Judas asks if “his seed” could be under control of the archons. Jesus says that Judas “will become the thirteenth,” and “will be cursed” but will eventually “rule over the other generations. Jesus then invites Judas to learn about secrets no one has ever seen. Jesus tells Judas about “a great and boundless realm” in which there is a “great invisible Spirit,” using language very similar to First Corinthians 2:9. Then “the enlightened divine Self-Generated” comes out of a “luminous cloud” and creates “myriads” of angelic beings and “enlightened aeons.” Someone [Adamas, or Adam is mentioned in the context, but the text is defective] makes the incorruptible aeon of Seth appear, as well as seventy-two luminaries. The seventy-two incorruptible luminaries cause “three hundred sixty” incorruptible luminaries to appear. Then there are “twelve aeons, and “six heavens for each aeon” for a total of “seventy-two heavens for the seventy two luminaries.” Each of them have five “firmaments” totaling three hundred sixty firmaments.
Then out of a cloud appears “Nebro” or Yaldabaoth [in other Gnostic writings, Nebro mates with Saklas, resulting in twelve aeons. Yaldabaoth is often associated, in one way or another, with the God of the Bible]. “Nebro creates six angels as his assistants. One of these is Saklas [Aramaic for “fool,” a reference to the God of the Bible]. These six angles produce twelve more angels. Five angels rule over the underworld: Christ, Harmathoth, Galila, Yobel and Adonaios. “Then Saklas said to his angels, ‘Let us create a human being after the likeness and after the image.” They then create Adam and Eve.
Judas then asks Jesus how long people will live and Jesus responds saying that God ordered the angel “Michael to give the spirits of people to them as a loan” but he ordered the angel of Gabriel to give spirits to the “great generation” apparently as a gift.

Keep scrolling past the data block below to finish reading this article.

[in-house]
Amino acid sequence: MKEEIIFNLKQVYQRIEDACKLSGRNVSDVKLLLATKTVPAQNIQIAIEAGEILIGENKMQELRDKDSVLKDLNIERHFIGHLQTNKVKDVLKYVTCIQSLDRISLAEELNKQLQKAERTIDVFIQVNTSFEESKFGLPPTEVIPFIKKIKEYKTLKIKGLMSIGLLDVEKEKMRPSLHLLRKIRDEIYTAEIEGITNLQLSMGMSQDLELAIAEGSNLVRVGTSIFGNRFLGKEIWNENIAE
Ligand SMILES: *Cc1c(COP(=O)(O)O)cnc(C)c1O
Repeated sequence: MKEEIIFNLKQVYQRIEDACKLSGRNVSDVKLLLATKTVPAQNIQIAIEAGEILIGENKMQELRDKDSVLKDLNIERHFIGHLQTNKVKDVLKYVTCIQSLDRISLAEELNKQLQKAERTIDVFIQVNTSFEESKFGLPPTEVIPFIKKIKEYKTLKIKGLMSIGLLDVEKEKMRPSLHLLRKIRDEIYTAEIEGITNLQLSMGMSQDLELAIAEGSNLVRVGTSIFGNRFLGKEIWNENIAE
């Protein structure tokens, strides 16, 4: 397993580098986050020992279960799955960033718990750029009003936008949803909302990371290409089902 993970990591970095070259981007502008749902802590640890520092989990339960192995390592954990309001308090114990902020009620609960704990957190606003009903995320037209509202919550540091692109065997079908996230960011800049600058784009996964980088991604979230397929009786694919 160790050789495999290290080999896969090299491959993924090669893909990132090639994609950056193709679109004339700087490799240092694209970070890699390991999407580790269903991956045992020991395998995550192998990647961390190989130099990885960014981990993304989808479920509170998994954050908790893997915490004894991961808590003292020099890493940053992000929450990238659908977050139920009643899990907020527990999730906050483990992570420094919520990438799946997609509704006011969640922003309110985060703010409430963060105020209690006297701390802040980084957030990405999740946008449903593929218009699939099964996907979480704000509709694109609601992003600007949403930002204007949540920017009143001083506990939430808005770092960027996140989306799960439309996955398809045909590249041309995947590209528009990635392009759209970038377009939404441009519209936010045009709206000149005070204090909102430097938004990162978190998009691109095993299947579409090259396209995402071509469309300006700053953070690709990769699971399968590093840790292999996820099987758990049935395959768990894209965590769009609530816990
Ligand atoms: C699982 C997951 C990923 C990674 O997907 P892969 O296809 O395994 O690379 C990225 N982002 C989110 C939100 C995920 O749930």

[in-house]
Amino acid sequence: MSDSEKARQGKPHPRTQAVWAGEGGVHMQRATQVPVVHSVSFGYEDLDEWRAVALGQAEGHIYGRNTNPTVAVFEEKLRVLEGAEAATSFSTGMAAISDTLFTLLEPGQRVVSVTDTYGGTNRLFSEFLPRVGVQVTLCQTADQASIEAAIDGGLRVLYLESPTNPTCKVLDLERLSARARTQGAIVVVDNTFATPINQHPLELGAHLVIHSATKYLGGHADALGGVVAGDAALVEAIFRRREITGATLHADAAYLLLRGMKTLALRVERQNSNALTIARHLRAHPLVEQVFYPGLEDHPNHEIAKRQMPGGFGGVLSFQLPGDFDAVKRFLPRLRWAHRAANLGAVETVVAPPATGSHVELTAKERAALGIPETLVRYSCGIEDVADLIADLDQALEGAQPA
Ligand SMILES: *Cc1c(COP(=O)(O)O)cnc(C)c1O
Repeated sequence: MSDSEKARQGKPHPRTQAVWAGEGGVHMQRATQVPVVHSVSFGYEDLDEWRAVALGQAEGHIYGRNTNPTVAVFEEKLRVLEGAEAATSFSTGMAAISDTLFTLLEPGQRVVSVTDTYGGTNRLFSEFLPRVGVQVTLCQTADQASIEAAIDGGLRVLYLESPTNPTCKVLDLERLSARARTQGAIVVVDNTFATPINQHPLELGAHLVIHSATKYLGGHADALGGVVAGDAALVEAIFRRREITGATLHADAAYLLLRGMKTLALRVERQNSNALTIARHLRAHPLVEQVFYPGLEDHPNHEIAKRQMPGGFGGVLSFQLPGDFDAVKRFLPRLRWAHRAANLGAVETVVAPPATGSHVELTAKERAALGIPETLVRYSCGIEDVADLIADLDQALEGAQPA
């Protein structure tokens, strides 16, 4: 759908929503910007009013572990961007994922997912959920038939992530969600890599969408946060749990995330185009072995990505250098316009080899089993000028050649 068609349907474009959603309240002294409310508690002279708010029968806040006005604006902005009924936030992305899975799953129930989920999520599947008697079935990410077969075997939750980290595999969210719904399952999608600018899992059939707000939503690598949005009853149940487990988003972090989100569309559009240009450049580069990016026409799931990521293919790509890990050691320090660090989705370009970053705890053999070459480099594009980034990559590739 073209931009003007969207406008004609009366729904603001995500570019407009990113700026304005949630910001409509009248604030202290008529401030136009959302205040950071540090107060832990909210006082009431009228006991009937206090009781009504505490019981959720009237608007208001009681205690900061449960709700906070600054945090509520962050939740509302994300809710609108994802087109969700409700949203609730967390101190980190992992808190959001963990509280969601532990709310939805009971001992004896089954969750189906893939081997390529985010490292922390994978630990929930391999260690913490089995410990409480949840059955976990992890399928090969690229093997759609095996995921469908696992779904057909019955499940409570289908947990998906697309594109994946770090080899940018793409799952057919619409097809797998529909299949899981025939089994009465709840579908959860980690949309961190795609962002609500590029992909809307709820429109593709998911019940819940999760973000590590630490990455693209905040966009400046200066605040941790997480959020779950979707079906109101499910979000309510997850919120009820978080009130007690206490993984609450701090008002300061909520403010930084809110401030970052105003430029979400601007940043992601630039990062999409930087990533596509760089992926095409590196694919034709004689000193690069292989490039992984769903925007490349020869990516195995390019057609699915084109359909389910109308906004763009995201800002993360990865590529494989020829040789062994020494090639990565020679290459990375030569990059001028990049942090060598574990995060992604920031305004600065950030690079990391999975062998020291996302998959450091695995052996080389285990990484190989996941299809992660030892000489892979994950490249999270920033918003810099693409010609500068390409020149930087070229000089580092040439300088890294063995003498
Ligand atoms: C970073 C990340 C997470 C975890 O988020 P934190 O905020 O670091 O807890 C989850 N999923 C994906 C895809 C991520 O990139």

Judas asks what those generations will do. Jesus says “the stars bring matters to completion” and when Saklas’ time is completed, “their first star will appear with the generations,” and that they would fornicate in Jesus’ name and kill their children. Then Jesus laughs because the “six stars wander about with these five combatants, and they will be destroyed….”
Judas then asks about those baptized in Jesus’ name. Jesus’ response is unclear due to defective text, but he apparently says something about those who offer sacrifices to Saklas and something about “everything that is evil.”
Then comes one of the key passages in the whole gospel: Jesus tells Judas that Judas will “sacrifice the man that clothes me.” After this, Judas sees a “luminous cloud” and enters it.
Finally, Jesus goes into the upper room for prayer and the high priests murmur. The Scribes want to arrest Jesus but are afraid to do so because all the people regard him as a prophet. Then, without transition or explanation, they ask Judas what he was doing there, Judas told them what they wanted to know, received his money, and handed Jesus over to them. Thus ends the Gospel of Judas.
If you think the summary is confusing, the original is just as confusing. Come back tomorrow for some commentary and explanation of this nonsense.